E-1 Championship: The Opposition View on Japan

The EAFF E-1 Men's Football Championship between Japan and North Korea at Ajinomoto Stadium on December 9, 2017 in Chofu, Tokyo, Japan.

Ahead of the East Asian Cup “Final” between Japan and South Korea, we spoke to Japanese football expert Dan Orlowitz to get his opinion on the enemy’s chances of beating the good guys in Tokyo.

1. Japan may be leading the group, but is there much enthusiasm from the Japanese public about this competition, or is it just seen as a waste of time?

The enthusiasm is definitely muted compared to World Cup qualifiers or even friendlies with the full squad – you can see that in the attendance, which barely crossed 20k in the opener and hit 18k yesterday. I doubt they reach 30k in Saturday’s final even if the JFA make a big push.
As I shot yesterday’s match I had a much better look at the crowd, and beyond the usual core Japan support it was mostly J.League fans coming to support “their” players. Lots of towel scarves and J.League unis being held up when at a full NT game everyone would be decked in blue!
It’s very much a niche tournament (not helped at all by the EAFF’s clueless rebranding) and the public understands that it’s the Samurai Who, not the Samurai Blue. But a trophy is a trophy and a Nikkan-sen (日韓戦, Japan vs. South Korea match) is a Nikkan-sen!
2. Similarly, how are the coaching staff seeing it? What kind of players did they summon for the competition and is it indicative of experimentation, or with an eye on the World Cup squad?
As was the case in 2013 (which featured the international debuts of eventual 2014 WC call-ups Yuya Osako, Yoichiro Kakitani, Masato Morishige, and Hotaru Yamaguchi – might have missed one or two others), this is probably one of the last best chances Japan’s coach (this time Halilhodzic) will get to evaluate the J.League’s best talent in one spot. Of course that’s somewhat of a misnomer as he didn’t have Urawa Reds’ players due to their CWC participation, and a number of Cerezo Osaka players (namely Hiroshi Kiyotake, Hotaru Yamaguchi, and Kenyu Sugimoto) were out due to injury.
Most observers were sort of baffled at the # of Gamba players in the squad considering how poorly they did this season, and FC Tokyo’s two representatives hardly acquitted themselves well in the first match. But it’s good so far to see several important players get blooded: Kashima Antlers’ crop of youngins, Kashiwa Reysol GK Kosuke Nakamura, a couple others.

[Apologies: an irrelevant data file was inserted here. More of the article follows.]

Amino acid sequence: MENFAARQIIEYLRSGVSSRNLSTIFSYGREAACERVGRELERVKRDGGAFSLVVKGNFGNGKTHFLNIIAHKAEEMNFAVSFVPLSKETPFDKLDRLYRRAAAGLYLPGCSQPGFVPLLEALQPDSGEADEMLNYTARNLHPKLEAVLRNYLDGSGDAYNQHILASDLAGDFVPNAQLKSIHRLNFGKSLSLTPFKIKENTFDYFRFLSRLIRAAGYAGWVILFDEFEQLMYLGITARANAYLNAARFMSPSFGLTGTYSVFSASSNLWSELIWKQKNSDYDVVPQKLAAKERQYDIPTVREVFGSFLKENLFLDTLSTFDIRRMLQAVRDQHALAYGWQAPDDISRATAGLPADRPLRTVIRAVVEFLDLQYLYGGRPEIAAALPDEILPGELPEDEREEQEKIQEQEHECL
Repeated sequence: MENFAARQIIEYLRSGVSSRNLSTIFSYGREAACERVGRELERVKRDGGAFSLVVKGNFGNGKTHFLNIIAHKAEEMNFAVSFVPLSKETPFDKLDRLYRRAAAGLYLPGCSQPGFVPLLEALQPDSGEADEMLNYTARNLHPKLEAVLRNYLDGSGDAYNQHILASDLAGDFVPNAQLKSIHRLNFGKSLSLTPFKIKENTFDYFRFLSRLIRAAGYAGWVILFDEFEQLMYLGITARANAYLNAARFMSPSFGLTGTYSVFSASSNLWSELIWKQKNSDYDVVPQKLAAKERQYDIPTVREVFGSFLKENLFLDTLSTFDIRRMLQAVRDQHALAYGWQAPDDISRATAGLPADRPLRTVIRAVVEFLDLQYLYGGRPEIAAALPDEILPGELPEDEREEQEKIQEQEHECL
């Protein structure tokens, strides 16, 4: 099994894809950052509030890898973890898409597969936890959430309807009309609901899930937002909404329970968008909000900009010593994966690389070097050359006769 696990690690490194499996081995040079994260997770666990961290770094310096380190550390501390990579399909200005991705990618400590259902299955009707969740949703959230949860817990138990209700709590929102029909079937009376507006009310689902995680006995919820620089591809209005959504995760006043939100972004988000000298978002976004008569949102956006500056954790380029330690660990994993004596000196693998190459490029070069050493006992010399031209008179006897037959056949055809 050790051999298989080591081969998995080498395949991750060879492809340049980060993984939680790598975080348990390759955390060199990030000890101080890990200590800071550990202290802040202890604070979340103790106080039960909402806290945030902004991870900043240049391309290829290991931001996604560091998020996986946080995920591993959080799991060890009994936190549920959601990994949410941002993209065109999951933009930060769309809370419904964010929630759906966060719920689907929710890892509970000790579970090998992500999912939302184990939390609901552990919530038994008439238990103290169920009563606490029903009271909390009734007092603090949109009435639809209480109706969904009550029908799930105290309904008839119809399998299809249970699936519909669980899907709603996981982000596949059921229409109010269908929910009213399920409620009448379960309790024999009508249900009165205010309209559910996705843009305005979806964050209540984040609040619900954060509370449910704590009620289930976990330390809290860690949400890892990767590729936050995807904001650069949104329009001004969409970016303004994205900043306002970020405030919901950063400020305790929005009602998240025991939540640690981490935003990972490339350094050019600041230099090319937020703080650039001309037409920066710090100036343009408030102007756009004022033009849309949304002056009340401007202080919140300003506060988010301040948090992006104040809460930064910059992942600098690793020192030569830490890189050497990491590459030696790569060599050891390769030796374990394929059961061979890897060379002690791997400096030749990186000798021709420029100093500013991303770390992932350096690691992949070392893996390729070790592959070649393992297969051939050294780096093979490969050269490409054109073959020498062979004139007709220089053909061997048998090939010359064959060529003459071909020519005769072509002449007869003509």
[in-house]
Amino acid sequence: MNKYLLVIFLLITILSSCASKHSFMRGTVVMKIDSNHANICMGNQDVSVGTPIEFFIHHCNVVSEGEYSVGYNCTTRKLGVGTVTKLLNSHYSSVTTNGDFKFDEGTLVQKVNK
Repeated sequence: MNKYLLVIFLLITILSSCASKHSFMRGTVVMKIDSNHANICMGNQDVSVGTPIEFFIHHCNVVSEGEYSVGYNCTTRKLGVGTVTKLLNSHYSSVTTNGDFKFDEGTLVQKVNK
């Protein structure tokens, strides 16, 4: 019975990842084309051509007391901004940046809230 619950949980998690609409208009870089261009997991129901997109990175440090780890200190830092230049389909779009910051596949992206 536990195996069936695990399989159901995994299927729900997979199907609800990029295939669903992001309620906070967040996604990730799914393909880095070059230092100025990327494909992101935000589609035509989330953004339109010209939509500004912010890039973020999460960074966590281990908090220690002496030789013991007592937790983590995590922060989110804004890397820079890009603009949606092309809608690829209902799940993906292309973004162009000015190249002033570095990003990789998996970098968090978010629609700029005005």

Yu Kobayashi really needed to step up after injuries and inconsistency plagued him in previous JNT squads and he did so with his goal against China – Halilhodzic gave him a lot of praise and I would say he’s got better odds than most of his teammates of going to Russia.
3. Japan have done well (result-wise) so far in this competition, pulling off wins in both of their previous two games. What was the key to their victories?
Ideguchi’s last minute stunner against North Korea.

The DPRK game was sort of a shitshow, won in the last minute when Japan finally remembered that they’re Japan and they were only playing DPRK. Against China they played with much more confidence and things clicked a lot earlier. They didn’t need to leave it until the last 10 minutes but overall it was a solid performance and Kengo Kawamata came on with enough brute force to “assist” Kobayashi on that goal. Gen Shoji’s stunner was 95% luck but they’ll be talking about that for a while. I certainly haven’t heard Halilhodzic praise his squad as much as he did last night… except for maybe the Australia game this year.

4. Coming in to the final match against South Korea, Japan need a draw to claim the championship, but a loss would see South Korea defend their title from 2015. Any idea on the tactical approach Halilhodzic will set up his side in in light of that? How do you reckon the game will shake out?

Halilhodzic wants Japan to Shoot the Damned Ball, something the national team has struggled with for the last few years. I don’t see them sitting back and playing for the draw because SK won’t let them. None of the cagy defensiveness of the women’s tournament here – I expect box-to-box action for much of the match.

5. Leaving the East Asian Cup for a moment, a quick comment on Japan’s group at the World Cup and prospects of advancing?